Both are a bit of limited thinking, by definition. With diligence, we're all capable of nearly anything.

 

I'm not doing anything of the sort.

 

 

How long before F1 runs out of designers because everyone is a specialist? :)

 

Never. Specialists work with each other.

 

 

But to be honest, I think you're both talking at cross purposes with me so I'll leave it.



#105 E1pix

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Posted 14 January 2020 - 19:31

Perhaps your RC approach wasn't the best way to create a productive dialog in TNF.

 

Maybe because you’re attacking my professional specialisation from a position of ignorance. Might have something to do with it.



#106 Michael Ferner

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Posted 15 January 2020 - 08:28

Relax, all. This has nothing to do with "RC approach" or anything of that ilk. From my perspective, it all started with my puzzlement about how anyone posting here could be so ignorant of engineering history (after all, this is a history forum) as to not know about the seminal Peugeot engines, and my (over) reaction to his posting about side pods and wings which, in the context of the Peugeot, are so far away in the future as to be virtually irrelevant. I didn't know that PYR works in the field of aerodynamics, so his reaction to my oversimplification was more than justified. I don't think I need to apologize for anything I said, but sometimes we need to stop digging in our heels. Let's just shake hands, and move on.

 

:)



#107 DogEarred

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Posted 15 January 2020 - 12:30

When you're dealing with as high a level as F1, you're unlikely to move outside of your specialisation much as the knowledge level is particularly high.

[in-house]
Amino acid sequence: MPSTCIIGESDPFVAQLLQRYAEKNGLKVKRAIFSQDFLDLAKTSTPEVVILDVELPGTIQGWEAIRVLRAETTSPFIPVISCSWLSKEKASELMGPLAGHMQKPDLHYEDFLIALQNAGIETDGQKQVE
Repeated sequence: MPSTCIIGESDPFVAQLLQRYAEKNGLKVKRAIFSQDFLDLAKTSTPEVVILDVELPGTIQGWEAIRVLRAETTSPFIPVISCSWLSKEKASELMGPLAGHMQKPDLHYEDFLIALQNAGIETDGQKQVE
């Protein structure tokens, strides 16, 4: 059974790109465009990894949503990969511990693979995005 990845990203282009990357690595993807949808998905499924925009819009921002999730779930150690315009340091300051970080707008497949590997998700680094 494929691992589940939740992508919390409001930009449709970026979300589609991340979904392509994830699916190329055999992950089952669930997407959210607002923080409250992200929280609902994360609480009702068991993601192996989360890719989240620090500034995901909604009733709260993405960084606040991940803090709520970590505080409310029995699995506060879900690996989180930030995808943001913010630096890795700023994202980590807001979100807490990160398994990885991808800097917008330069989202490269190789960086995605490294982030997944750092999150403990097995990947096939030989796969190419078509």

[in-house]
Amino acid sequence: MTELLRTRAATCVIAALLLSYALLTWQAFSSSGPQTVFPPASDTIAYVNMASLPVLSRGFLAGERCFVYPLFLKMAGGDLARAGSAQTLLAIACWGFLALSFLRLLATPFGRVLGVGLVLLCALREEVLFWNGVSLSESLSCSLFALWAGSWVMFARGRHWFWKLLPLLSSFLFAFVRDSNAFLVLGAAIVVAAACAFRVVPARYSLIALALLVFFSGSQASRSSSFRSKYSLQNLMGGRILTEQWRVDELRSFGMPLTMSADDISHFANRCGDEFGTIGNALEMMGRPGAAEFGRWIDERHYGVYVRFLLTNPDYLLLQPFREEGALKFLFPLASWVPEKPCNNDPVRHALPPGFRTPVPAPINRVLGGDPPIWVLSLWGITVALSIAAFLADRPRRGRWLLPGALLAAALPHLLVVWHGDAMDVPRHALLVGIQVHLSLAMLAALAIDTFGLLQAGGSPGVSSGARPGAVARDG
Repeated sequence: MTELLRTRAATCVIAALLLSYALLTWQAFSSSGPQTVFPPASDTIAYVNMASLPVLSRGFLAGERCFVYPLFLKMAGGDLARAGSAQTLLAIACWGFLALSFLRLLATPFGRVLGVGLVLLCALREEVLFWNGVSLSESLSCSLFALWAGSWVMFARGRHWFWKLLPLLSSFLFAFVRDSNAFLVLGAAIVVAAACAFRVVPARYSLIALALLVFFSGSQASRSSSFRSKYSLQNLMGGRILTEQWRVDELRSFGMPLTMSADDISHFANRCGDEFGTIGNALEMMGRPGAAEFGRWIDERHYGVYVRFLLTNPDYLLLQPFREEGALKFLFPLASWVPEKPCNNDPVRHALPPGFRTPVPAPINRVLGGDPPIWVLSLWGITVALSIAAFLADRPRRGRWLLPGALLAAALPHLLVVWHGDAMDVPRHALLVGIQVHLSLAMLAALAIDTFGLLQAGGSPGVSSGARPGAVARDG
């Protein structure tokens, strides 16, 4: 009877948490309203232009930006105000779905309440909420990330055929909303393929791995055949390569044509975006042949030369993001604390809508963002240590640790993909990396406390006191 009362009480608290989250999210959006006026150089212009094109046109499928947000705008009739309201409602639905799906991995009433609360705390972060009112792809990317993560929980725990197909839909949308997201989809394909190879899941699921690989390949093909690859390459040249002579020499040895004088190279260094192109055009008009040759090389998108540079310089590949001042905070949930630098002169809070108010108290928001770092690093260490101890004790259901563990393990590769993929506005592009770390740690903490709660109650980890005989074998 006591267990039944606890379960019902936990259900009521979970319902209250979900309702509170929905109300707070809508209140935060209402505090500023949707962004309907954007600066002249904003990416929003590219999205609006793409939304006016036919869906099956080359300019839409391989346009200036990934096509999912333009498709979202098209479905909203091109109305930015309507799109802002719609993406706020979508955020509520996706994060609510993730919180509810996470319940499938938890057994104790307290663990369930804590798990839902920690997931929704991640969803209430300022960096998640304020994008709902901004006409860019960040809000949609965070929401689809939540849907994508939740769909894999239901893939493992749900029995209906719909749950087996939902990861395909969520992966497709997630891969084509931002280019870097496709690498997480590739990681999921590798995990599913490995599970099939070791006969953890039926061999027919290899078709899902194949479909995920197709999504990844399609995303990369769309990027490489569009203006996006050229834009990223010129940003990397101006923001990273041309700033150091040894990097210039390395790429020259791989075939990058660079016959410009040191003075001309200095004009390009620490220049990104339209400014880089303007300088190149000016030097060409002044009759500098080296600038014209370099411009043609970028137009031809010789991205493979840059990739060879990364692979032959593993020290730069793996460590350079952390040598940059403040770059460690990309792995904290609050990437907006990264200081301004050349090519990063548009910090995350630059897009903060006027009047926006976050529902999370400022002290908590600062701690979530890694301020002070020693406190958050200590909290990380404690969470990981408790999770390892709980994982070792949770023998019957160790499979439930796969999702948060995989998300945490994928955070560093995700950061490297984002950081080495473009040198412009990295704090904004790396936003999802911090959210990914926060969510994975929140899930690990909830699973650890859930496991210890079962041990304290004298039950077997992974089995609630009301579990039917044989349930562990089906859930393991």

True, but you'll specialise as you enter work and from then on it becomes a major effort to change. Not impossible, but you'd have to stand out particularly well to show you have a grasp of the other field. For example in my work our technicians are either mechanical or avionics traded, and it's rare for any to make a swap, but there's usual enough variety of work to keep either interested.

 

 

 

 

 

Whilst not decrying anybody's wish to stick with their preferred specialisation, others, such as myself, prefer to get more variation (admittedly at the possible expense of a 'vertical' career.)

 

e.g. - in the F1 part of my career, I have worked in aerodynamics, suspension, chassis, bodywork, engine installation, R&D, pit gear & even a bit of gearbox work.

 

I draw the line at electrical & electronics though - that's the work of the devil...  :mad:



#108 PayasYouRace

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Posted 15 January 2020 - 12:51

Relax, all. This has nothing to do with "RC approach" or anything of that ilk. From my perspective, it all started with my puzzlement about how anyone posting here could be so ignorant of engineering history (after all, this is a history forum) as to not know about the seminal Peugeot engines, and my (over) reaction to his posting about side pods and wings which, in the context of the Peugeot, are so far away in the future as to be virtually irrelevant. I didn't know that PYR works in the field of aerodynamics, so his reaction to my oversimplification was more than justified. I don't think I need to apologize for anything I said, but sometimes we need to stop digging in our heels. Let's just shake hands, and move on.

:)


I’ll take that.

#109 E1pix

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Posted 15 January 2020 - 14:24

Me, too.

#110 Bikr7549

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Posted 15 January 2020 - 15:32

Whilst not decrying anybody's wish to stick with their preferred specialisation, others, such as myself, prefer to get more variation (admittedly at the possible expense of a 'vertical' career.)

 

e.g. - in the F1 part of my career, I have worked in aerodynamics, suspension, chassis, bodywork, engine installation, R&D, pit gear & even a bit of gearbox work.